An antecedent is the first half of a hypothetical proposition, whenever the if-clause precedes the then-clause. In some contexts the antecedent is called the protasis.[1]

Examples:

This is a nonlogical formulation of a hypothetical proposition. In this case, the antecedent is P, and the consequent is Q. In an implication, if implies then is called the antecedent and is called the consequent.[2] Antecedent and consequent are connected via logical connective to form a proposition.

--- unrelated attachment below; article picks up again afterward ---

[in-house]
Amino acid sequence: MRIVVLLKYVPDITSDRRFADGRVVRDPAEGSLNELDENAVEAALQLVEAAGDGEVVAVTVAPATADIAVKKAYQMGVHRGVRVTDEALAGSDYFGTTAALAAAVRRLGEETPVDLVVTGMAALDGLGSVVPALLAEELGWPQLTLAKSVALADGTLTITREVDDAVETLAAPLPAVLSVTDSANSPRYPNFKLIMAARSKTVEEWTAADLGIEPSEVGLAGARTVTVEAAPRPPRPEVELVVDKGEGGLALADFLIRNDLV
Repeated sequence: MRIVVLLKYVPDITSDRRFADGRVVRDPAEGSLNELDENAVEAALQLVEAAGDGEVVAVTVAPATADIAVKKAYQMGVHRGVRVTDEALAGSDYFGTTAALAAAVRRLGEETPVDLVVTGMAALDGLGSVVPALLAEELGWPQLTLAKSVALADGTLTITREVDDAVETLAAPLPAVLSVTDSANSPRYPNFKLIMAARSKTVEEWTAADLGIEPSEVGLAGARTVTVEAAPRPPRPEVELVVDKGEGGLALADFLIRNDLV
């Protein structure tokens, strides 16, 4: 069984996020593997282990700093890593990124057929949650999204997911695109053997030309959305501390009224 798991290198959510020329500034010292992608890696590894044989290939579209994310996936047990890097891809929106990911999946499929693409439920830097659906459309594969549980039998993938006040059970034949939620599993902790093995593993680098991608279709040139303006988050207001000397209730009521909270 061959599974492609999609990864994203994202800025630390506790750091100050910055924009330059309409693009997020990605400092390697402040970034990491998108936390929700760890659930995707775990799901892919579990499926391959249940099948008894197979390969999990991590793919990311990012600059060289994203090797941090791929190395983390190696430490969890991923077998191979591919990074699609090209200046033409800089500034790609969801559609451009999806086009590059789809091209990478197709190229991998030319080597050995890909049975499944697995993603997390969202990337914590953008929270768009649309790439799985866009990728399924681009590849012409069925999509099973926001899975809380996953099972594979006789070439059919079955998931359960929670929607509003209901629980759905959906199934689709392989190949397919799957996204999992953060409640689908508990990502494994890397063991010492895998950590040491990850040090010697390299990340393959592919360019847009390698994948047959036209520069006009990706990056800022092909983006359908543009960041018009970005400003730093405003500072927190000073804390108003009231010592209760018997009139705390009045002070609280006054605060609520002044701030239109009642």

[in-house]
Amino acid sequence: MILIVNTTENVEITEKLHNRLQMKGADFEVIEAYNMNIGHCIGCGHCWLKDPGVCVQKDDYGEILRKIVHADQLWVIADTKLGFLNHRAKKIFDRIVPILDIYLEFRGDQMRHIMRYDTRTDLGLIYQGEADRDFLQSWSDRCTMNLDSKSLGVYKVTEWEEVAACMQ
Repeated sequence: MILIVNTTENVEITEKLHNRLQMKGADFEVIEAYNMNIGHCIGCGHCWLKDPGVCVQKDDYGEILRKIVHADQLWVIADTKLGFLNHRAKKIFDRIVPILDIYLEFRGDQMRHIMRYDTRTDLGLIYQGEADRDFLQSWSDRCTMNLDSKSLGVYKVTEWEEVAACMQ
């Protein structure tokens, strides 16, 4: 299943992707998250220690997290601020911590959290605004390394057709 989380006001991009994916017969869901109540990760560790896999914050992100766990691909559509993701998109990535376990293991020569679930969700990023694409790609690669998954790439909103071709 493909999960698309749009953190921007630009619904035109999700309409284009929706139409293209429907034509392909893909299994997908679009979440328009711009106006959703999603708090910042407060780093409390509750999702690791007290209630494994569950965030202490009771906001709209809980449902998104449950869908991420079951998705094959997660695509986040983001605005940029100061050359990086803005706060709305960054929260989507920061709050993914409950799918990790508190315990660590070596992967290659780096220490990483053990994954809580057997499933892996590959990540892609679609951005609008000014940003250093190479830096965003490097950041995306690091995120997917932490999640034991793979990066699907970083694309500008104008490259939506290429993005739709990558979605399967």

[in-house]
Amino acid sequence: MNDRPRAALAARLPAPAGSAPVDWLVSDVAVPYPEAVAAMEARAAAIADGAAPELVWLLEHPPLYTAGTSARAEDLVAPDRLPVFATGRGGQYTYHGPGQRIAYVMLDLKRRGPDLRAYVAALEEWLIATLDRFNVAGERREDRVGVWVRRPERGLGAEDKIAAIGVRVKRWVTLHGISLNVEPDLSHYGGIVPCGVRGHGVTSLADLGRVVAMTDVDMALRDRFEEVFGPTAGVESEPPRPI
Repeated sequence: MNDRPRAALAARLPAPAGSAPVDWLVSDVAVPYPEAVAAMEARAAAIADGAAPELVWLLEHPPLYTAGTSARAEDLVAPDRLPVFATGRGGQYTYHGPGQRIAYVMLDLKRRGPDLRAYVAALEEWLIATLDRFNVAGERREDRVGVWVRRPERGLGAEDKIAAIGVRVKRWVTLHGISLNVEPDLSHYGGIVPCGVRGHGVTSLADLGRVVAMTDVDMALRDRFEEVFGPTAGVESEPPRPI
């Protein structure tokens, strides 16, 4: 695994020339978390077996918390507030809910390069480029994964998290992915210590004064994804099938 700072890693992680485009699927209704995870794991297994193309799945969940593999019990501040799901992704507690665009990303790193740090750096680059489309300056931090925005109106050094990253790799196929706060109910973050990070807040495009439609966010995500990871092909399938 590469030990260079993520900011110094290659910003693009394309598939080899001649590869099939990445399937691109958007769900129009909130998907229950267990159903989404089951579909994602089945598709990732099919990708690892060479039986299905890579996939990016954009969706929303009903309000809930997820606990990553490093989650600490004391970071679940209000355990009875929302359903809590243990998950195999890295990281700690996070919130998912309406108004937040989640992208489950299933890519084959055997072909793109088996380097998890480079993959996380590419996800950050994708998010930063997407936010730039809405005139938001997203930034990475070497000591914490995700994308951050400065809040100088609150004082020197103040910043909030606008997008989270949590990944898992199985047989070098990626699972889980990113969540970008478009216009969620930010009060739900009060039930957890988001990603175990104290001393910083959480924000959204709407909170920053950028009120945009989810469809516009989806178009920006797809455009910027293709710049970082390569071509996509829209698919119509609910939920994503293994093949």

" is a man" is the antecedent for this proposition while " is mortal" is the consequent of the proposition.

Here, "men have walked on the Moon" is the antecedent and "I am the king of France" is the consequent.

Let .

"" is the antecedent and "" is the consequent of this hypothetical proposition.

See also

References

  1. ^ See Conditional sentence.
  2. ^ Sets, Functions and Logic - An Introduction to Abstract Mathematics, Keith Devlin, Chapman & Hall/CRC Mathematics, 3rd ed., 2004